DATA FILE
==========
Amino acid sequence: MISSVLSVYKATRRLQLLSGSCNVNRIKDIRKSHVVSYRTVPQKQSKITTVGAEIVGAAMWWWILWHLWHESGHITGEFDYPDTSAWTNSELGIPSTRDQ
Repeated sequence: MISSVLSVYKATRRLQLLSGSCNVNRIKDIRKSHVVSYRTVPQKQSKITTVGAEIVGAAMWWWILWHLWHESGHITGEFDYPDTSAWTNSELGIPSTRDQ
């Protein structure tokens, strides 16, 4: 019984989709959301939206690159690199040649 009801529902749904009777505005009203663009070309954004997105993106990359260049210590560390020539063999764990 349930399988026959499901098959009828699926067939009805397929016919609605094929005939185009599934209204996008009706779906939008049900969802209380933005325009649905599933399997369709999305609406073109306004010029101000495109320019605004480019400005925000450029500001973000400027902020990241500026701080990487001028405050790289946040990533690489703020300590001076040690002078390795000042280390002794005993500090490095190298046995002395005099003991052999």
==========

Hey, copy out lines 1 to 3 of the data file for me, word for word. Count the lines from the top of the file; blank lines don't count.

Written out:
Amino acid sequence: MISSVLSVYKATRRLQLLSGSCNVNRIKDIRKSHVVSYRTVPQKQSKITTVGAEIVGAAMWWWILWHLWHESGHITGEFDYPDTSAWTNSELGIPSTRDQ
Repeated sequence: MISSVLSVYKATRRLQLLSGSCNVNRIKDIRKSHVVSYRTVPQKQSKITTVGAEIVGAAMWWWILWHLWHESGHITGEFDYPDTSAWTNSELGIPSTRDQ
């Protein structure tokens, strides 16, 4: 019984989709959301939206690159690199040649 009801529902749904009777505005009203663009070309954004997105993106990359260049210590560390020539063999764990 349930399988026959499901098959009828699926067939009805397929016919609605094929005939185009599934209204996008009706779906939008049900969802209380933005325009649905599933399997369709999305609406073109306004010029101000495109320019605004480019400005925000450029500001973000400027902020990241500026701080990487001028405050790289946040990533690489703020300590001076040690002078390795000042280390002794005993500090490095190298046995002395005099003991052999």